KTC-1 and HTh74 cells displayed prominent stress fibers running throughout the cytosol when F-actin was stained with FITC-phalloidin (Figure 3A and C, arrows), whereas HTh7 cells have lost the ability to tightly adhere to the substratum and lacked actin stress fibers (Figure 3B). Thus, KTC-1 and HTh74 cells in particular were polarized and should therefore, in principle, have the ability to establish and maintain an epithelial monolayer, which was analyzed by determination of the trans-epithelial electrical resistance (TER) as a measure of monolayer tightness [32]. KTC-1 cells indeed formed a confluent monolayer but displayed a low TER of 500 ± 100 Ω x cm2. In contrast, HTh7 and HTh74 cells were able to hyper-proliferate in culture, thereby forming mono- and multi-layers which were not tight since no TER was measurable. Therefore, KTC-1 cells must be considered to maintain contact-inhibition to some extent, which was clearly lost in HTh74 cells despite their ability to adhere to the substratum in a polarized fashion. In addition, adherens and tight junction proteins such as E-cadherin, claudin-1 and occludin have been detected at the lateral plasma membrane domains of KTC-1 cells (our own unpublished observations; KBr, Laura Panavaite, ST, all Bremen), thus further supporting maintenance of epithelial polarity to some extent in this cell line.

Figure 3
figure 3

Thyroid carcinoma cell lines as model systems. Fluorescence micrographs of the papillary thyroid carcinoma cell line KTC-1 (A) and the anaplastic thyroid carcinoma cell lines HTh7 and HTh74 (B and C, respectively) taken with the confocal laser scanning microscope after fixation and phalloidin staining of the F-actin cytoskeleton. KTC-1 and HTh74 cells displayed stress fibers throughout the cytosol (A and C, arrows) as well as cortical F-actin underneath the plasma membranes. In HTh7 cells stress fibers were largely lacking (B) but cortical F-actin was displayed (B, arrowheads). KTC-1 cells grew in a monolayer fashion and established only a weak barrier as estimated by determination of the trans-epithelial electrical resistance (TER), whereas HTh7 cells formed non-tight monolayers and HTh74 cells grew in multilayers. Scale bars represent 20 µm.

Because of the morphological and functional appearance of KTC-1 cells as well as due to the lack of contact-inhibition in hyper-proliferative HTh7 and HTh74 cells, we considered these cell lines suitable to represent distinct stages in epithelial-to-mesenchymal transition with HTh7 cells being the most progressed toward the mesenchymal phenotype, but HTh74 cells being the most transformed with respect to proliferation and loss of contact inhibition.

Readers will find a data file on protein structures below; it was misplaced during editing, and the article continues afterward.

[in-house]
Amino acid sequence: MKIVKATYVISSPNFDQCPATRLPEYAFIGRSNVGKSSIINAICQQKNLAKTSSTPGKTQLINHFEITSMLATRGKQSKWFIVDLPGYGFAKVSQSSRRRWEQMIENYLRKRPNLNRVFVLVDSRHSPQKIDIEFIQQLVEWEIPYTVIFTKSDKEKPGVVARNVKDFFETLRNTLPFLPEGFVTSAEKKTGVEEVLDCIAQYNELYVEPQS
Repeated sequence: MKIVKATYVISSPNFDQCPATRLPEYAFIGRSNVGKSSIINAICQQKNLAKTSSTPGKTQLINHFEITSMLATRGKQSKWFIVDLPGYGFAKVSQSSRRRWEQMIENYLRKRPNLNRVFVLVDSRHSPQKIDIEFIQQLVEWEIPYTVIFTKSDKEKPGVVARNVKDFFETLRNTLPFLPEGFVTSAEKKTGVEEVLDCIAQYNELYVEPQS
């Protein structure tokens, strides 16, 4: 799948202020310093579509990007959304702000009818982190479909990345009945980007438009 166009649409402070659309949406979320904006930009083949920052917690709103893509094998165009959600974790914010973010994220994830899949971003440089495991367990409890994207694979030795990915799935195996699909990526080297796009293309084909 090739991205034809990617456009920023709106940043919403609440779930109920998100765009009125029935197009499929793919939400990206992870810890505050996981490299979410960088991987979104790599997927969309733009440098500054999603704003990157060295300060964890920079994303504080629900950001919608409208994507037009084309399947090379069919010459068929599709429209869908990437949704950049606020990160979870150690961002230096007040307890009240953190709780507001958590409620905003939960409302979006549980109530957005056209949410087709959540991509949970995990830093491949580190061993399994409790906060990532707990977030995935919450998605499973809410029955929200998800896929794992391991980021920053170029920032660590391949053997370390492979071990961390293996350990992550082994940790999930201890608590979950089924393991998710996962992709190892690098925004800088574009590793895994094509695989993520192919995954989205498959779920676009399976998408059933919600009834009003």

Cathepsin B is secreted from KTC-1 cells

We have previously shown that cathepsin B is one of the main if not the major cysteine peptidase active in KTC-1, HTh7 or HTh74 cells, and that its predominant expression pattern is vesicular in these thyroid carcinoma cell lines [21]. In this study, we were interested in the investigation of the 3-dimensional distribution of cathepsin B-containing vesicles through optical sectioning by means of confocal laser scanning microscopy in order to approach determination of the transport pathways of the endogenous protease before analyzing trafficking of GFP-tagged chimeras of active and inactive cathepsin B.

Optical sections (xy) were taken at different focal planes of cultured KTC-1 cells in z-direction, i.e. perpendicular to the cellular poles attaching to the substratum. Cathepsin B was detected by immunofluorescence staining within reticular structures and vesicles gathering in the peri-nuclear region (Figure 4A1-A3, arrows) and in a dotted pattern (Figure 4A1-A3, B, D, arrowheads). When the sections of an entire z-stack were compiled and reconstructed in xz, i.e. displayed as side view as schematically indicated in 4C, it became evident that cathepsin B-positive structures were localized in a dotted fashion in close proximity to the cell periphery (Figure 4B and D, arrowheads). This close proximity to the cell surfaces is most probably an indication of cathepsin B being released either towards the apical pole (representative of into the follicle lumen) or towards the basal side (representative of towards the extrafollicular space) and its subsequent re-association with the plasma membrane of KTC-1 cells.

Figure 4
figure 4

Secretion of endogenous cathepsin B from KTC-1 cells. Single channel fluorescence micrographs of cathepsin B localization in KTC-1 cells as detected by immunolabelling and confocal laser scanning microscopy (A, B, D). Three-dimensional distribution of cathepsin B representative signals is sketched in C. Single optical sections taken in xy were obtained in different focal planes (A1-A3, cf. lines in C) and compiled in a zero-projection as an extended focus (B) as well as in xz-direction as a side view (D). Cathepsin B displayed a reticular and vesicular staining pattern throughout the cell, and it appeared extracellularly in a dotted fashion due to its re-association with the plasma membrane (A-D, arrowheads). Note that cathepsin B secretion was non-directional. The dashed line in B denotes the cell circumference. Scale bars represent 10 µm. (E) TCA-precipitated and SDS-PAGE separated proteins from conditioned media of KTC-1 cells were immunoblotted with anti-cathepsin B antibodies. Note the presence of mature forms of cathepsin B, i.e. single chain (SC) and heavy chain (HC) cathepsin B in conditioned media and their increasing amounts with time. Immunoblotting of beta-tubulin in the corresponding whole cell lysates were used as loading controls.